Tale of the tape: Nick Saban vs. Wallace Wade

Christopher Walsh

TUSCALOOSA, Ala. —Five years ago I published the book “Nick Saban vs. College Football,” which at the time made the case that the Alabama coach had already done enough to be on the Mount Rushmore of college football coaches.

That was two national championships ago.

It’s almost impossible to compare coaches from different eras, but a major part of the book was to compile every coaching statistic imaginable so readers could see them side-by-side and make up their own minds.

As part of college football’s 150th anniversary we’re going to dust off those charts, update them and post them here, once a week.

With Alabama opening the regular season against Duke it seemed only fitting to begin with the only coach who had the Blue Devils ranked in the Associated Press Poll at some point of every season he was there during the poll era (which began in 1936), Wallace Wade.

Of course, Crimson Tide fans know Wade from winning three national titles at Alabama before he left for Duke.

Nick Saban vs. Wallace Wade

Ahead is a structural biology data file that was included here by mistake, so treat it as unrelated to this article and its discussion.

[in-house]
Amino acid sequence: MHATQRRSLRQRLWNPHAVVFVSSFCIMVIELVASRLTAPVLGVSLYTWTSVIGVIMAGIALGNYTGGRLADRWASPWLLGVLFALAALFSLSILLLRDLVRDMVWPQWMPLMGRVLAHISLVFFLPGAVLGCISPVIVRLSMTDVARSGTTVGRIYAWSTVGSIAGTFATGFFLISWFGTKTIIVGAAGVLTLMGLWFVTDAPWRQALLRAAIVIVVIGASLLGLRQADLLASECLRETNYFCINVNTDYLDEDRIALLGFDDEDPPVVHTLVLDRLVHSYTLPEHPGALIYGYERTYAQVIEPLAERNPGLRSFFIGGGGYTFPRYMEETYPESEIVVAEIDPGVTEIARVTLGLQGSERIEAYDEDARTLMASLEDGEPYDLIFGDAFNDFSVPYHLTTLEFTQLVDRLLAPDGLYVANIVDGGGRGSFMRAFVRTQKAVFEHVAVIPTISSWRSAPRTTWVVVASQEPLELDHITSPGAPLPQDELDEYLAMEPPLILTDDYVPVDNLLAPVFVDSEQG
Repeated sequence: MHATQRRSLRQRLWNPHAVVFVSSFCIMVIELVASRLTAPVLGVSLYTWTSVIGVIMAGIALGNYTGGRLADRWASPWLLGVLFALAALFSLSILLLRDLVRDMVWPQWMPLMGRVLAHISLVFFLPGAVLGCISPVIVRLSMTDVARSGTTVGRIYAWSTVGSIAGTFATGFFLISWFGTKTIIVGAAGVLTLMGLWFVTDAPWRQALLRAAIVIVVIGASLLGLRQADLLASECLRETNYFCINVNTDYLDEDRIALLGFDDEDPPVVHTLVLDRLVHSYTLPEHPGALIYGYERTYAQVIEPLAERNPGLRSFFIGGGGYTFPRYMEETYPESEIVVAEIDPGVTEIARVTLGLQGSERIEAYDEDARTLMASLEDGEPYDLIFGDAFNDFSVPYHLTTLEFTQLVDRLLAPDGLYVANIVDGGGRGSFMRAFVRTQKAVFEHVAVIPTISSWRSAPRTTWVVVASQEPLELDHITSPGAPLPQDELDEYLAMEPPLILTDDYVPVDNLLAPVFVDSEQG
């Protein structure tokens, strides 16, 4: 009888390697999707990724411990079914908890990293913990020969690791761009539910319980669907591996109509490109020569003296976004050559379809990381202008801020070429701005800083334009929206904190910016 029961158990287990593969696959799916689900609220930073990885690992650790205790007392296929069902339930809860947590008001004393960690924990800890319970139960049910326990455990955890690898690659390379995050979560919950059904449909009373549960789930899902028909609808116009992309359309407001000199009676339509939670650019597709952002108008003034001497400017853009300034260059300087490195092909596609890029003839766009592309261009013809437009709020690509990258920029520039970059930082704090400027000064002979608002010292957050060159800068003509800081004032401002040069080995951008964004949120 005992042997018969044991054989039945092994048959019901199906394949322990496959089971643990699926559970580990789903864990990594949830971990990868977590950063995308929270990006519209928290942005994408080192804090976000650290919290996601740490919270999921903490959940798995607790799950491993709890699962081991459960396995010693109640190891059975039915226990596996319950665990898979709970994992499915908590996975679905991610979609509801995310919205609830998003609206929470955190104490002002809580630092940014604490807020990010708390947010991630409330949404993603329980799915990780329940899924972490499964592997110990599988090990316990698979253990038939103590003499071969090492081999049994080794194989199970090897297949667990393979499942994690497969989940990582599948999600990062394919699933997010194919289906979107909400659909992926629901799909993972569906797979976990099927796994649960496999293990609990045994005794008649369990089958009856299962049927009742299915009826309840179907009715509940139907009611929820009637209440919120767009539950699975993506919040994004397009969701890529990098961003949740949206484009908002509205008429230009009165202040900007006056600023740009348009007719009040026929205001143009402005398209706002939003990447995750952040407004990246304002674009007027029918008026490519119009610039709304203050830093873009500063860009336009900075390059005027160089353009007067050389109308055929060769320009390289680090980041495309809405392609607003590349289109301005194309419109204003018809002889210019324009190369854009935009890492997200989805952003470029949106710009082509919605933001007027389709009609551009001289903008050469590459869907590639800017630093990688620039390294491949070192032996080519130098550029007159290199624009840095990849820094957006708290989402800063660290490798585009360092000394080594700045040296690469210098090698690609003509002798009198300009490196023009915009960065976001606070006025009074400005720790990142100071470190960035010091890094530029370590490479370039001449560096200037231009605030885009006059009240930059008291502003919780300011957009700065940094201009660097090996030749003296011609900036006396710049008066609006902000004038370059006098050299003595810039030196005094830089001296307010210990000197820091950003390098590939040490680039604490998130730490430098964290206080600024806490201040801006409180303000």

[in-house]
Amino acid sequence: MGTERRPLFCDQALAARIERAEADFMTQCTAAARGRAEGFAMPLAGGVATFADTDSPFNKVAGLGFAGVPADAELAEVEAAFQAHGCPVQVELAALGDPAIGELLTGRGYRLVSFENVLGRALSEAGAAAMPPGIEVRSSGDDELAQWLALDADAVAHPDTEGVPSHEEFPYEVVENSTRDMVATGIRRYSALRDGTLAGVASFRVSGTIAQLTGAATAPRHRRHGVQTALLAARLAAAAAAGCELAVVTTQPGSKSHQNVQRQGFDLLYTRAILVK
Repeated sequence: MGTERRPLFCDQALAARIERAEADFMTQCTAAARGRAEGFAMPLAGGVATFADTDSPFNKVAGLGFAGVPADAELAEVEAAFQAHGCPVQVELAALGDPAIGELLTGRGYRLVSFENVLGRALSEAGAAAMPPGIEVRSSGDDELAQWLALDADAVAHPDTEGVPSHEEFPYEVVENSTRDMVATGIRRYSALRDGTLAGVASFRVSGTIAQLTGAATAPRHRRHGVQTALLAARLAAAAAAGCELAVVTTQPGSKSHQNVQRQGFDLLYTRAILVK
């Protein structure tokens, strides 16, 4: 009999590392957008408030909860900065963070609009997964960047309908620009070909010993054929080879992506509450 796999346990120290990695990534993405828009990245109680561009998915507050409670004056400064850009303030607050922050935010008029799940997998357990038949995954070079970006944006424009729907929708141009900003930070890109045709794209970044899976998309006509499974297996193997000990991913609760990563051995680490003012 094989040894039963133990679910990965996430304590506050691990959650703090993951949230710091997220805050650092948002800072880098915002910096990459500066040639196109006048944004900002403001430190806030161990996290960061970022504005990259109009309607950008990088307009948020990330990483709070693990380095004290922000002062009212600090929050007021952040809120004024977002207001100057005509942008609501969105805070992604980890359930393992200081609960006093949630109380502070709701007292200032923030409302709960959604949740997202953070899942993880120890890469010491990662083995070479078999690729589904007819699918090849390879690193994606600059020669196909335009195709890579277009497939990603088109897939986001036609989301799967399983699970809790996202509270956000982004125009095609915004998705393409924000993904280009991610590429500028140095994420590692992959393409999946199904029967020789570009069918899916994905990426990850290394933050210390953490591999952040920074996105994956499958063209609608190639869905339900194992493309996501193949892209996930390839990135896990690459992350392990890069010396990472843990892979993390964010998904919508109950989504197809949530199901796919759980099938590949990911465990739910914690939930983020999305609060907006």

(Statistics through 2018 season)

Category,  Nick Saban; Wallace Wade

Seasons 23; 24

Consensus national titles 6; 3

Top five finishes 9; 2-i

Top 25 finishes 16; 7-i

Overall record 232–63–1*; 171-49-10

Percentage 78.5; 76.5

Losing seasons 0; 1

Bowl/CFP record 14-10; 2-2-1-i

Percentage 58.3; 50.0

Conference titles 9; 10

Conference record 138-42-1; 113-28-5

Consensus All-Americans 41; 3

First-round draft picks 34; 2-i

Record against ranked teams 82-40; 8-16-i

Percentage 67.2; 33.3

Record against top 10 teams 42-21; 4-11-i

Percentage 66.7; 26.7

Ratios/percentages

National title seasons:   One every 3.8 seasons; 8.0

Consensus All-Americans (through 2018):  1.78 every season; .13

First-round draft picks (through 2019 draft):  1.48 every season; NA

Average wins vs. ranked teams:  3.57 each season; NA

Wins over top-10 teams per year:  1.82 every season; NA

i-The first Associated Press poll and NFL Draft were conducted in 1936. Wade was at Duke from 1931 until 1950 minus the four years he served in World War II.

This chart originally appeared in the book, “Nick Saban vs. College Football,” Triumph Books, 2014. It has been updated for our purposes.

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